Opening on the vast expanses of space when your story depends solely on differentiating yourself from the horror classic Alien, filmmaker Daniel Espinosa struggles to set off on the right foot. His story of extra-terrestrial life exerting their powers over the six-man crew of a small explorer ship is not an original concept, nor does it need to be. With the right notes and tricks, Life can be something far better than barrel-scraping sci-fi horror. What could have been. We dare not wonder, for like the astronauts we may not reach much higher without the power of NASA. With the right blend of attitudes and atmosphere, there would have been life to Life, instead, the shoddy recriminations of the sensational six aboard the cramped spacecraft turn sour and bitter.
Where Alien blended the longstanding troubles between crewmates as a passing inevitability of close confinement, Life tries extraordinarily hard to make its characters (and camera) completely weightless. They have defined, unmoving relationships with one another. Ryan Reynolds, Jake Gyllenhaal and Rebecca Ferguson are our leading trio, but we do not spend much time with them before their agenda takes a turn for the worse. We are given a few minutes with them, but no minutes knowing them. All we are given is that they are heroes because they are in space, journeying into the far beyond to discover bacteria and cells. You’d think these technologically advanced heroes would have better communication with the outside world than Skype.
What a shame it is that for all the flighty, somewhat impressive camerawork Espinosa displays, nothing of any interest is happening. His camera flows through the spacecraft, the lack of gravity utilised as an asset, rather than a detriment to his style. While he has worked hard to craft some semblance of effective technical merit, it falls to pieces when all he can display are novel science-fiction tropes. Low gravity, rats and test tubes, extreme close-ups of eyes staring into lenses. What good comes of it? Not much. “This is some Re-Animator shit,” Rory (Reynolds) quips. It’d probably be a tad funnier if the audience had any reason to think that for themselves, but they do not. Cell revitalisation is a far stretch different to the body horror, shlock and gore present in the Stuart Gordon masterclass. Still, anything to tie Life to the genre it tries to shove its way into.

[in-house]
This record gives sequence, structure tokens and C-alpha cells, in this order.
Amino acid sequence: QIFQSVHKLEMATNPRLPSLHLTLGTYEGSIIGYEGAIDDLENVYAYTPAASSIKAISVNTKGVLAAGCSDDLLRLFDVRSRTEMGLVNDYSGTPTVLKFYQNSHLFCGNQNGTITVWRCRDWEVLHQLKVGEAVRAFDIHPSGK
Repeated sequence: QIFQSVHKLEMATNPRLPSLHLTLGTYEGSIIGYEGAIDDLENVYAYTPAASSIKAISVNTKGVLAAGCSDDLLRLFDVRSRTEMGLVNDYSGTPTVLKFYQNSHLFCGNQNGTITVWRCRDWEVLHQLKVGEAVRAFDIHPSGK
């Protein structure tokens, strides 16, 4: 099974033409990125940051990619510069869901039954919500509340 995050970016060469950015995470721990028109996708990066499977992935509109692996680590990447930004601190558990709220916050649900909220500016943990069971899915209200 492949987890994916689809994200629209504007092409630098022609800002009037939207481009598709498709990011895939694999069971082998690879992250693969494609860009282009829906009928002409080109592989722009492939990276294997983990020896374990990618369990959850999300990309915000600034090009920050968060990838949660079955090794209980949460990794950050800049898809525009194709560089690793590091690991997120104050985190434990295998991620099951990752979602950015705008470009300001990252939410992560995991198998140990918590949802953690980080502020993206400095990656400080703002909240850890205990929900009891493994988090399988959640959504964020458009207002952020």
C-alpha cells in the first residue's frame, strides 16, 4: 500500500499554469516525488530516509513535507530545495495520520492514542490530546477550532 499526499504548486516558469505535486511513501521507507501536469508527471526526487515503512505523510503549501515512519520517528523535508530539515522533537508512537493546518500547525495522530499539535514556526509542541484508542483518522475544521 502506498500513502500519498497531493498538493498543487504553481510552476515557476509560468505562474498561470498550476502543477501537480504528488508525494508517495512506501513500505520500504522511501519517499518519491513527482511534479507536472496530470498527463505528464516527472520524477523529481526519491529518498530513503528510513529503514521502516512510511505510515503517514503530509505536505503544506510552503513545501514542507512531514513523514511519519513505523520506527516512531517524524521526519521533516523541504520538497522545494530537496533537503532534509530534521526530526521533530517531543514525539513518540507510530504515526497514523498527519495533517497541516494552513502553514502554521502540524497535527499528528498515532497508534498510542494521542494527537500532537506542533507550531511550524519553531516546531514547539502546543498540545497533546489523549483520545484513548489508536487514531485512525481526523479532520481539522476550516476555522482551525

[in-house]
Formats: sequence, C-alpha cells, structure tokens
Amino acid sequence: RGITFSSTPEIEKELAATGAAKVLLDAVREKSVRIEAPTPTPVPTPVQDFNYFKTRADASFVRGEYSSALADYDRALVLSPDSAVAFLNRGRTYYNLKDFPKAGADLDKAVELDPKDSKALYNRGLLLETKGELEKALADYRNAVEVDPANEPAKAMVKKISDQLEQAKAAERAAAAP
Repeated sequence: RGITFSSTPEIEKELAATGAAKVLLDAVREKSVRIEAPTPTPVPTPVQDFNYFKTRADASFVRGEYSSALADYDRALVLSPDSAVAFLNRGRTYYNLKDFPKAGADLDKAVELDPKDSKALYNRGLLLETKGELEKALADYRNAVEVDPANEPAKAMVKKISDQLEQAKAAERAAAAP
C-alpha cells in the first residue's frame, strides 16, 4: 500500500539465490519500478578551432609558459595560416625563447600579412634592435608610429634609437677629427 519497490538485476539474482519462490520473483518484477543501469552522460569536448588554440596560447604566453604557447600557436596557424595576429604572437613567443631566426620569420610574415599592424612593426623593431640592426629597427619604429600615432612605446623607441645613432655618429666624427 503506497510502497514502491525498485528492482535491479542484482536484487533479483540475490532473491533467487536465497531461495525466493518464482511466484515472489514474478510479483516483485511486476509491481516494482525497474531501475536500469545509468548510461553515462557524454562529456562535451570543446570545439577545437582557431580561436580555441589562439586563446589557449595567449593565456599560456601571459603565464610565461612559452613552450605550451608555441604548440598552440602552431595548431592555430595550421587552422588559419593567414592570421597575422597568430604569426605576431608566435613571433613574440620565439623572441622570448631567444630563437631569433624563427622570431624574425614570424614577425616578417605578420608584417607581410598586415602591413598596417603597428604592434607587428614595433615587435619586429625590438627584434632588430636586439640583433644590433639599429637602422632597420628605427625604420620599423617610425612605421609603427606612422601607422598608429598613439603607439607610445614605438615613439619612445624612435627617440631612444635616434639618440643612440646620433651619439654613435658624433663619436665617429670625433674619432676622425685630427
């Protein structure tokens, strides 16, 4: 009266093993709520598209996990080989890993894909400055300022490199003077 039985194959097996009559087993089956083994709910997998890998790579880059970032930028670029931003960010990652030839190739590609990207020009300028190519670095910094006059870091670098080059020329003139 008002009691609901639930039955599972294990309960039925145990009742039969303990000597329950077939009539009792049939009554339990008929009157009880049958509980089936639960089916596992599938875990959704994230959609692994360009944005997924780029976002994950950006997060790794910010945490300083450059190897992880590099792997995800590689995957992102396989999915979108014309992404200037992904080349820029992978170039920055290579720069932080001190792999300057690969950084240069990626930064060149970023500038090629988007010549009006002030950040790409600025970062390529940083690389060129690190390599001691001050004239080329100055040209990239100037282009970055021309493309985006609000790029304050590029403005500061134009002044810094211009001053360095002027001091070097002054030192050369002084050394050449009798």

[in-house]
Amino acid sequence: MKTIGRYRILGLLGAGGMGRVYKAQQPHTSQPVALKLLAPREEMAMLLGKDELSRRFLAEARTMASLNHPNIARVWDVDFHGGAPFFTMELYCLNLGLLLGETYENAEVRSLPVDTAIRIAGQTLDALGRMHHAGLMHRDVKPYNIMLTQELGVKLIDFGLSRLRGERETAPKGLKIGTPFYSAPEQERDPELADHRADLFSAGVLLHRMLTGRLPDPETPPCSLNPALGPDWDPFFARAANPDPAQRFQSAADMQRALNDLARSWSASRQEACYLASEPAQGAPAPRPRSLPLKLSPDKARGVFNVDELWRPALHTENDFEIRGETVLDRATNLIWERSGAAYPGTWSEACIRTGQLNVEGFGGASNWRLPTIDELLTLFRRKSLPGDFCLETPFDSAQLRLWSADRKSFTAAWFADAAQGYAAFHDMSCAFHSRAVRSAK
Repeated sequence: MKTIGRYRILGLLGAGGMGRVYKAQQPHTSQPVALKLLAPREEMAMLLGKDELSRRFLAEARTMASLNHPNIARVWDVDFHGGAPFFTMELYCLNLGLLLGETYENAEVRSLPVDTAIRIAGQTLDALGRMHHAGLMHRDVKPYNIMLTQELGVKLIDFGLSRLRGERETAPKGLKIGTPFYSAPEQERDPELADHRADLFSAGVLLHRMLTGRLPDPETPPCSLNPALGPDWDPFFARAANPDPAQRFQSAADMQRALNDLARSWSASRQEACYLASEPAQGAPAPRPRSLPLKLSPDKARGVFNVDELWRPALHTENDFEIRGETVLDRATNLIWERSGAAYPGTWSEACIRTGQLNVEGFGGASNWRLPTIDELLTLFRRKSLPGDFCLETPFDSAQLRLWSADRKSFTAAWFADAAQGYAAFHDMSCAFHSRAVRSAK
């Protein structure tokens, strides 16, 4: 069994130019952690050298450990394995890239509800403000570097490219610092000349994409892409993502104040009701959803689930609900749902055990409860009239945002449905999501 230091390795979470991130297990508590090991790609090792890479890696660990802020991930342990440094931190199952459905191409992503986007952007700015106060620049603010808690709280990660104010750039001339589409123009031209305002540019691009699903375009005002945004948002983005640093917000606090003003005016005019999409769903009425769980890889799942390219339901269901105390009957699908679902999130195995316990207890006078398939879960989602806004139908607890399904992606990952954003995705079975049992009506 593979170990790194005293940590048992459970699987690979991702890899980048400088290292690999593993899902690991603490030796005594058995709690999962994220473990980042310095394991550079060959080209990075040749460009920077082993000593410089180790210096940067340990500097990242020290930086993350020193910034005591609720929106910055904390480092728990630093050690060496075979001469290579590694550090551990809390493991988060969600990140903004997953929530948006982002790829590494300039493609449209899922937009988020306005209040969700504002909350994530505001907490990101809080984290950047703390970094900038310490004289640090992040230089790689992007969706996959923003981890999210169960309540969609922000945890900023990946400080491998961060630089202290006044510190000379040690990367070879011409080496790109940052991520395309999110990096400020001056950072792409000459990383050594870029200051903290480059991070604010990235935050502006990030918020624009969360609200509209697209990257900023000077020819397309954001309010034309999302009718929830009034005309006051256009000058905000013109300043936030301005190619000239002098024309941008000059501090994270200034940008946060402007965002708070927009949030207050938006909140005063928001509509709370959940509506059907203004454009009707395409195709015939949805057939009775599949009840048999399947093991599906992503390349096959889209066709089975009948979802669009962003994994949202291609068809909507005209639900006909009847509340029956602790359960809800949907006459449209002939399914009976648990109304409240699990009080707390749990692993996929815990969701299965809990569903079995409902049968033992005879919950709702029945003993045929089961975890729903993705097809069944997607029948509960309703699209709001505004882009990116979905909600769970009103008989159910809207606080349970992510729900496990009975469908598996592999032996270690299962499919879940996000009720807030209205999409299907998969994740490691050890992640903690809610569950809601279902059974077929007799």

Rather than putting the hard work in, this cast and crew hope to coast off of the sci-fi pieces that came before it. A toothless riff on Alien without the cast to hold it together nor the merit to mark itself out as a striking piece or engaging experience. Who’d have thought Life could be so lifeless? Considering how closely it follows along the path of the Ridley Scott classic, there is, at the very least, the bleak and brief perception that this could indeed be more than miserable. How foolish we are to consider such quality could come from the mind and mouth of a director who hopes his proximity to the great horrors of the past generation are enough to cater to lacking characters, whose emotional range and interest is as filled as the empty voids of space.